Failures of the Self, Or: I F***ed up, Ted. That’s why your legs are missing.
My mentor at work has been jokingly thanking me for training him in how to be political. He said, “See, I’ve learned my mistake. Before, I tried to do what’s right. You’ve shown me that we should just do what’s wrong and get the credit.” This is either a joke, or, as I suspect (though I am prone to paranoia due to social anxiety) it’s a rebuke. Either way, it’s shaming.
My main project at work is receiving more attention than needed, and possibly more than merited, due to the disturbing fact that we have used (deleted out of fear of what happened to that Delta Airlines stewardess) so well that our project will be used as the “model project”, meaning our tools will be shown as examples in training future green and black belts. We only did what was right for the project, ignoring the ephemereal certification guidelines. Now the project is progressing fairly well and we’ve got the sun shining on us.
We have done well on this project. Massive failures remain built into the system we constructed, and I feel inadequate for failing to solve them. At this point I don’t feel that the major problem of production has been solved though we will present data to the contrary. The scary thing is it doesn’t matter what we actually did. No one is watching. We could lie through our teeth and be hailed for it. The ones who will pay will be the tech reps in the field who will, yet again, be presented with a part that meets all design specs yet does not perform the job they need it to do.
I could make the argument that getting noticed is all that matters. I’m a young man and I need to think of my future and getting noticed by the right vice presidents and being obsequious without being obvious is where I should concentrate my efforts. The argument falls apart when I wonder where those vice presidents started out. Probably young people, like me, looking up to those at the top and figuring “hey, they lie to themselves and each other, so why shouldn’t I?”
I don’t mean to be simplistic. I’ve had a problem since starting in the working world, a problem with believing that people are idiots. I can’t believe people are idiots, since I am a person and to believe that everyone else is an idiot but me is… idiotic. People are prone to moments of idiocy. So how do I explain the consistent idiots? Can’t they see what they’re doing? Either they can and they don’t care, or they just don’t notice. That can be fairly easy. I wonder, perhaps too much, what the production workers think of me and the failures on my little production cell. Do they blame me? Do they think that I’m simply an ignorant fool, willingly ignorant or not? Of course I could deviate from this relativistic standpoint and just say that yes, the vice presidents are idiots but they don’t know it because they’re all living a lie, managing by numerical targets that have no basis in reality and without knowing or caring what the actual impact on the company is, as long as they meet their own targets on their perfomance evaluation and manage not to commit actual fraud on the budget in order to do so. If you were an english teacher, I apologize for that last sentence, since I am sure you are now dead.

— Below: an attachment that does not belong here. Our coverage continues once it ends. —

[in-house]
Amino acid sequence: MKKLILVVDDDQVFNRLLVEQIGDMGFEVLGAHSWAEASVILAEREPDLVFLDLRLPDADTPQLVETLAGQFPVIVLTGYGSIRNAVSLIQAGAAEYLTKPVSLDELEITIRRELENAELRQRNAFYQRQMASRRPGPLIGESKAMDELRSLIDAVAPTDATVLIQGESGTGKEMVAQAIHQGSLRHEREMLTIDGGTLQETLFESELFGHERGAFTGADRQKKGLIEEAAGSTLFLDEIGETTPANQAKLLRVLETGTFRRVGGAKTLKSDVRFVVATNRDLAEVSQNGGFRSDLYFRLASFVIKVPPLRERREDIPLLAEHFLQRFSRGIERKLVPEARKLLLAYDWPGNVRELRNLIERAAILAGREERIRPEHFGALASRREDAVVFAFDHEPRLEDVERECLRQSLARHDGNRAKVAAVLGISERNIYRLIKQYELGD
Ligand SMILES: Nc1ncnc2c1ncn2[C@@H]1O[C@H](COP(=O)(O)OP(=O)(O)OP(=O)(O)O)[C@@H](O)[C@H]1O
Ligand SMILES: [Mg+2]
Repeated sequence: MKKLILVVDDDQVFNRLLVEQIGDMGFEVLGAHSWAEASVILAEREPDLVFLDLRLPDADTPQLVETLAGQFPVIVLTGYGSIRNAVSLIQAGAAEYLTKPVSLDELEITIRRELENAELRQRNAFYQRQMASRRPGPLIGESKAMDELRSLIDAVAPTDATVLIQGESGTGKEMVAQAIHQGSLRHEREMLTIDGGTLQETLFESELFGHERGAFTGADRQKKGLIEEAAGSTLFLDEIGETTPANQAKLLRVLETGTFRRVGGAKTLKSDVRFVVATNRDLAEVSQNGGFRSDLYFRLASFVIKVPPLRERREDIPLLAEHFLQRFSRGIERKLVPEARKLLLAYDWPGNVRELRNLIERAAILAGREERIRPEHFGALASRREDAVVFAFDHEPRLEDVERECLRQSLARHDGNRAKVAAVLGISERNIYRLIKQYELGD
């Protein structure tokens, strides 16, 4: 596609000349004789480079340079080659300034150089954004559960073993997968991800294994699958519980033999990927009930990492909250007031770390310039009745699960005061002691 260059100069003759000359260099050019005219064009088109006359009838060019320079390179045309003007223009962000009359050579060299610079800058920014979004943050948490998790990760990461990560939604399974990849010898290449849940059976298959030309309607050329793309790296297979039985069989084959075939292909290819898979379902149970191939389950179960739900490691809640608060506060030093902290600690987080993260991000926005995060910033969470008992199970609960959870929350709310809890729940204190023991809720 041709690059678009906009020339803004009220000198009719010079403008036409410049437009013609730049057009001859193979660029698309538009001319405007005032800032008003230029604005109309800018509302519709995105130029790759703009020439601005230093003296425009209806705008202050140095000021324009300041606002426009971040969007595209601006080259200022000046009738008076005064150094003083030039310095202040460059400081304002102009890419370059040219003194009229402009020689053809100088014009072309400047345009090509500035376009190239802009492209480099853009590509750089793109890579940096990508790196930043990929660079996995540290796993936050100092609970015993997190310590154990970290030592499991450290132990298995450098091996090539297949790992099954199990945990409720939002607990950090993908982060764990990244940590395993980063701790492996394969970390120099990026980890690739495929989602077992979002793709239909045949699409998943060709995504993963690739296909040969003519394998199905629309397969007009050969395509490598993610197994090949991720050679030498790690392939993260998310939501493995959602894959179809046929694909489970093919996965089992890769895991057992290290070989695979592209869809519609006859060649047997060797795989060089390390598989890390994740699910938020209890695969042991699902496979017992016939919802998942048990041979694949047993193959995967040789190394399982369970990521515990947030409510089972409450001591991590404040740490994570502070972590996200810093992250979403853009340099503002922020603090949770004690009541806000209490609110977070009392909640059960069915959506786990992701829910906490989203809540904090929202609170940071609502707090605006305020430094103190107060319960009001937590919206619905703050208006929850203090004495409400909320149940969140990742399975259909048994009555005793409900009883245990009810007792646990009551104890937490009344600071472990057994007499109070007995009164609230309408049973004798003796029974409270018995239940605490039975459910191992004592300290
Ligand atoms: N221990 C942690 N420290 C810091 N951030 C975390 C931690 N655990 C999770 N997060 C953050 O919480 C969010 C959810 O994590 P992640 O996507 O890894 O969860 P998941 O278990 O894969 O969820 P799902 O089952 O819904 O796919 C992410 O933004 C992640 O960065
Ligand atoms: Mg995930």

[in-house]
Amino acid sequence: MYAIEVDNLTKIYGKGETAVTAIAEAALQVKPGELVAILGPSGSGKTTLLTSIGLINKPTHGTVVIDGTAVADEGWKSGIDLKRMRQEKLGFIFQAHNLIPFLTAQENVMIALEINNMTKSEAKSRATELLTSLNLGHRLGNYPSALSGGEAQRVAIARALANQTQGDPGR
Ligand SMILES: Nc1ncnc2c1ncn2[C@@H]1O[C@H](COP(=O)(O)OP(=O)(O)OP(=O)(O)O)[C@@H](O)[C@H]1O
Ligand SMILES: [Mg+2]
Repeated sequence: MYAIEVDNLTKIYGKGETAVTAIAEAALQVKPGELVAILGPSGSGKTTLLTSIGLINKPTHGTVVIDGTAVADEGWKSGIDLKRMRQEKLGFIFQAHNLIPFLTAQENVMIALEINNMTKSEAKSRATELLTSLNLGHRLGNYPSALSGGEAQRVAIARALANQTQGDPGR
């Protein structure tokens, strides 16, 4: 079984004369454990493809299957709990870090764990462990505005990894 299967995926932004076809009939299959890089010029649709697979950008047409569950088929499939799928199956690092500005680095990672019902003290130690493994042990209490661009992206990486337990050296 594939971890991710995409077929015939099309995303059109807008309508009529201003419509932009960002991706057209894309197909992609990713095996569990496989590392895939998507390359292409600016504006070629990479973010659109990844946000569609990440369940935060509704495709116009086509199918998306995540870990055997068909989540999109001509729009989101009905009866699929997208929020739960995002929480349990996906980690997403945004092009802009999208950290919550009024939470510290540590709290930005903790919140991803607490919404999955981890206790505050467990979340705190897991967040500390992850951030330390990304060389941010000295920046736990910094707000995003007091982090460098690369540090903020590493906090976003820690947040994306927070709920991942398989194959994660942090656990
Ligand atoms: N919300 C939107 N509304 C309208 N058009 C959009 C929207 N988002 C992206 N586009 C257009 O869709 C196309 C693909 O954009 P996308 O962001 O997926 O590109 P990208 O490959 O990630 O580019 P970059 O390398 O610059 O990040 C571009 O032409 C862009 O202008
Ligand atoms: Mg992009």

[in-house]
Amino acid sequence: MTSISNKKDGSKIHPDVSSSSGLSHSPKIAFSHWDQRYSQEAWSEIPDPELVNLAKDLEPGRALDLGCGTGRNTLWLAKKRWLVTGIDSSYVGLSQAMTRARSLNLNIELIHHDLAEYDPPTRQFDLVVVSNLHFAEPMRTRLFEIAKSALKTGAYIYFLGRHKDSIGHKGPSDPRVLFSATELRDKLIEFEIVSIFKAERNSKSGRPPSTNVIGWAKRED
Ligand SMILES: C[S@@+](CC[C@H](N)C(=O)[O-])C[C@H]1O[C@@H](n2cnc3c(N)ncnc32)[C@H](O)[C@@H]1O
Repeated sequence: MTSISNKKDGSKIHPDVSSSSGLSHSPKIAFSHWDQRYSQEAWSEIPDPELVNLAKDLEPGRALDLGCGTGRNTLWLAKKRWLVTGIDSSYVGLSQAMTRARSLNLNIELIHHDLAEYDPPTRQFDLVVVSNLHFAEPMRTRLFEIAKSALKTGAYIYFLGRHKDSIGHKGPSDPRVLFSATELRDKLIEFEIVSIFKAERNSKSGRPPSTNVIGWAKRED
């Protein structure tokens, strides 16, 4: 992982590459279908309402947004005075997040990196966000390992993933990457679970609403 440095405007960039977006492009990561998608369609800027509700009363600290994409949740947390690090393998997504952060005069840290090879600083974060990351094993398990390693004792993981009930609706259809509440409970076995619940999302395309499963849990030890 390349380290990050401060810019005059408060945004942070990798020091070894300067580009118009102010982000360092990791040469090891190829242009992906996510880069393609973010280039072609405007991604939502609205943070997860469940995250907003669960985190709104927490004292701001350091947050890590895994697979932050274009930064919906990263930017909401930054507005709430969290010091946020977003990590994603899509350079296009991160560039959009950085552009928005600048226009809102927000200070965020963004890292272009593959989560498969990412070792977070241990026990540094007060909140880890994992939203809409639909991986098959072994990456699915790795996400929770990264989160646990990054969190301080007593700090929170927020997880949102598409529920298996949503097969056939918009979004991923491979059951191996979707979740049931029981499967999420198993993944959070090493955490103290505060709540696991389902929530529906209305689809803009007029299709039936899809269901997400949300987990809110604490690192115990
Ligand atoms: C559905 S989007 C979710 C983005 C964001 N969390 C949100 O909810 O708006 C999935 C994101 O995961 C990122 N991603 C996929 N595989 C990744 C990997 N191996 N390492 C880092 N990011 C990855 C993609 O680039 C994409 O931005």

I believe that wrong is still wrong. So I will commit myself to avoiding the tempting path of lying my way to the top, of putting together useless presentations and attending useless meetings and issuing useless opinions when the right VPs are watching. It is so very tempting.
I am also tempted to shame myself for what I’ve done so far. I’ve had several failures along the way. The past is where we get our knowledge from, so it is natural to use the past as an impetus for the future. If I constantly remember my lies, half-truths, and hours spent doing nothing valuable for the company, I will certainly avoid these mistakes in the future. That is not necessarily true. I can continue to chastise myself for past mistakes as a substitute for not making them anymore. So at this point I will do my best to forget past mistakes, while remembering the lessons I learned from them, so that I can focus the energies of my limited brain upon not making mistakes in the future.
I could also argue here that no knowledge actually exists. The past is nothing but a memory and memory is very faulty. I believe that future brain research will show just how poor memory is. Many times making something up is about the same as memory. Hence Dante’s references to his “memory” in the Commedia, he was making it very clear that the whole story might as well have happened, for all the good memory does. So I will make up a future “memory”, where I work towards making things right in my project and therefore improving conditions for my production workers and my co-workers and my mentor and those poor tech reps out in the field dealing with my parts.
I f@#$ed up. I will try not to f%^& up in the future.